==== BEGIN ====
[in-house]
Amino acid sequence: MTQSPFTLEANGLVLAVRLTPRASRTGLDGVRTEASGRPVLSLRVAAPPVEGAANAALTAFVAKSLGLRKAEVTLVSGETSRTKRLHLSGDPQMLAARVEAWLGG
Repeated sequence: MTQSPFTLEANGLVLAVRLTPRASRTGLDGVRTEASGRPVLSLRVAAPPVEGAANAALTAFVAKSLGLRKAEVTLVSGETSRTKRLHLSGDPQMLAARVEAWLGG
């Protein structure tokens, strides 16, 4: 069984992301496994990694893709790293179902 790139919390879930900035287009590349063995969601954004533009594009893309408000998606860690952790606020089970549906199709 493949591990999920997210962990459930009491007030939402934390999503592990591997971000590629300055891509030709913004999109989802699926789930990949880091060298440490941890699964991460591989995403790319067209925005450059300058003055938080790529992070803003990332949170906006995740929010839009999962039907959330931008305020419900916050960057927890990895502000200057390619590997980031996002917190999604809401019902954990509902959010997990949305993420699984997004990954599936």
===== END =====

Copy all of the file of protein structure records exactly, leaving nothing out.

[in-house]
Amino acid sequence: MTQSPFTLEANGLVLAVRLTPRASRTGLDGVRTEASGRPVLSLRVAAPPVEGAANAALTAFVAKSLGLRKAEVTLVSGETSRTKRLHLSGDPQMLAARVEAWLGG
Repeated sequence: MTQSPFTLEANGLVLAVRLTPRASRTGLDGVRTEASGRPVLSLRVAAPPVEGAANAALTAFVAKSLGLRKAEVTLVSGETSRTKRLHLSGDPQMLAARVEAWLGG
């Protein structure tokens, strides 16, 4: 069984992301496994990694893709790293179902 790139919390879930900035287009590349063995969601954004533009594009893309408000998606860690952790606020089970549906199709 493949591990999920997210962990459930009491007030939402934390999503592990591997971000590629300055891509030709913004999109989802699926789930990949880091060298440490941890699964991460591989995403790319067209925005450059300058003055938080790529992070803003990332949170906006995740929010839009999962039907959330931008305020419900916050960057927890990895502000200057390619590997980031996002917190999604809401019902954990509902959010997990949305993420699984997004990954599936």